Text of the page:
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[SOLVED] Driving 24v Vacuum Pump - DC Motor

Xenobius

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Hi,

As the title implies I have a 24v (500mA) DC motor for a vacuum pump and a power supply of 30v. I do not need an H Bridge or complex drivers, I only need to turn it on or off using a microcontroller and preferably without relays. How would you go about it?

What I was thinking of is using a TL2575 ADJ which is a switching regulator that can take my 30v down to 24v and also have the enable pin which can interface directly with a microcontroller. Do you see an issue with this approach? Would you do it differently?

Thanks
 

KlausST

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Hi,

you say "not need an H Bridge or complex drivers"
but then use a switch mode regulator. Isn´t this complex, too?

If you don´t want to waste the (30V-24V) * 0.5A = 3W then the next simple solution is a Mosfet and a free wheeling diode.

Almost any microcontroller has a PWM ouptut. So code is very simple: just a couple of lines for PWM setup ...
Enabling/disabling the PWM will be as simple as switching a port pin ON/OFF. (one simple line of code)
Try 75% duty cycle.

Klaus

Added:
This does not mean that the switch mode solution is bad.

Btw: there are dedicated simple DC motor control ICs, which include the free wheeling diode and also include features like soft start, overcurrent protection, overheat protection....
 

stenzer

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Hi,

which DC motor are you using? Please provide a datasheet.
For which condition are the 500 mA stated, NO LOAD, MAXIMUM EFFICIENCY or MAXIMUM POWER?

You have to keep in mind that the inrush current when starting your mortor may be much higher.

greets
 

Xenobius

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Hi and thanks for your input,

@Klaus: You make a very good point and I can simply control it with PWM from MCU however my choice of that IC was because I wanted to regulate voltage more than because I needed PWM. I will google a bit to understand how a free wheeling diode can help reduce voltage.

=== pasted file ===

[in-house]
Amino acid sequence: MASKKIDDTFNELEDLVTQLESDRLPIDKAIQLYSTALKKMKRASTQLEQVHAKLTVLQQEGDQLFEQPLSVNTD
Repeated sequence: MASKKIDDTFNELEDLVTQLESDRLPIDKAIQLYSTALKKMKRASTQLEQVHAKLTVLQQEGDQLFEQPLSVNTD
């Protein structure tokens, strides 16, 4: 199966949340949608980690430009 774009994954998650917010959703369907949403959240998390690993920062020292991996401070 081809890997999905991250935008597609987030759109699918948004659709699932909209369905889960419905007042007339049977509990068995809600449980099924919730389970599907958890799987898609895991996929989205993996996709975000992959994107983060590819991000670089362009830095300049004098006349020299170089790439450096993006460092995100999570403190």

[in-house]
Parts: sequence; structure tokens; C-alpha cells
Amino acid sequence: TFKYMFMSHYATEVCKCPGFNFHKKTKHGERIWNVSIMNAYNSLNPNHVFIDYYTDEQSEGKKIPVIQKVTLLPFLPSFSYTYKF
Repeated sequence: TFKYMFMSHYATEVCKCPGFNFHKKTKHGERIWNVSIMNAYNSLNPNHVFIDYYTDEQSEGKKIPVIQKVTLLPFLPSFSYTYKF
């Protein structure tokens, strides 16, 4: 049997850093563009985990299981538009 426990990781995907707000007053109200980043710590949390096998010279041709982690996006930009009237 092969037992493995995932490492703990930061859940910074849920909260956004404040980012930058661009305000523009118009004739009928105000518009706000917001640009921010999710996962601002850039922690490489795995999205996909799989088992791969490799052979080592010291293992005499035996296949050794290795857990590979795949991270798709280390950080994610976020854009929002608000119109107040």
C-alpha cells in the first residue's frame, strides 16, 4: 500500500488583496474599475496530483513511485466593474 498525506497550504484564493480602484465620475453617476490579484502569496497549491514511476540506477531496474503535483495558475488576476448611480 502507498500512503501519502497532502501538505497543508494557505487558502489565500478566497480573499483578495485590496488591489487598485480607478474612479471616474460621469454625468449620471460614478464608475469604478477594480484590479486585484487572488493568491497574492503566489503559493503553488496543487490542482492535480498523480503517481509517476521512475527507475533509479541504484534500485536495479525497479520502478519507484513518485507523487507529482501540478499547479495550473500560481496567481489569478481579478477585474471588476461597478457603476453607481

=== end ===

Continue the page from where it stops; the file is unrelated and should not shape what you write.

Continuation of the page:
@stenzer: this is the vacuum pump https://www.aliexpress.com/item/32862878409.html?spm=a2g0s.9042311.0.0.43ea4c4dN69YtX

- - - Updated - - -

I don't quite get how it will work - I thought its needed for inductive loads to stop back emf from harming the circuit. I still need to provide 24v no? What did I miss?
 

KlausST

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Hi,

I will google a bit to understand how a free wheeling diode can help reduce voltage.
No. The diode is not to reduce voltage. It is to protect the MOSFET from high voltage spikes caused by the inductivity of the motor (O.K. it does reduce voltage (spikes) in this case)

Klaus
 

Xenobius

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Right ok so we are on the same page. I will try to do more research
 

stenzer

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Hi,

the diode is placed in parallel to your motor, where the cathode is connected to your positive supply (30 V) and the anode is connected to the drain of the MOSFET. When the MOSFET is switched off, the diode "short-circuits" the inductor (motor) and the energy stored in the motor (magnetic field) is dissipated.

As suggested by Klaus, control the MOSFET by a PWM. By doing so, you can control the average current through your motor. This limits the power dissipated by your motor when operated at a higher voltage.

greets
 

Xenobius

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I didn't know that I could drive a motor with higher voltage so long as the PWM duty cycle doesn't go beyond a certain limit.
Specifically I calculated that on the arduino you can specify a 100% duty cycle with 255 so if my supply voltage is 30 and the motor is rated at 24 I can set any value up to 200.
I will obviously have to test it out but this is really great! Thanks all for your help
 

FvM

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Although the free wheeling diode of a pwm motor driver surely protects the switching transistor against overvoltage, the circuit can be also analyzed as step down converter. The energy stored in the motor inductance isn't dissipated in the first place, it's driving the motor shaft.
 

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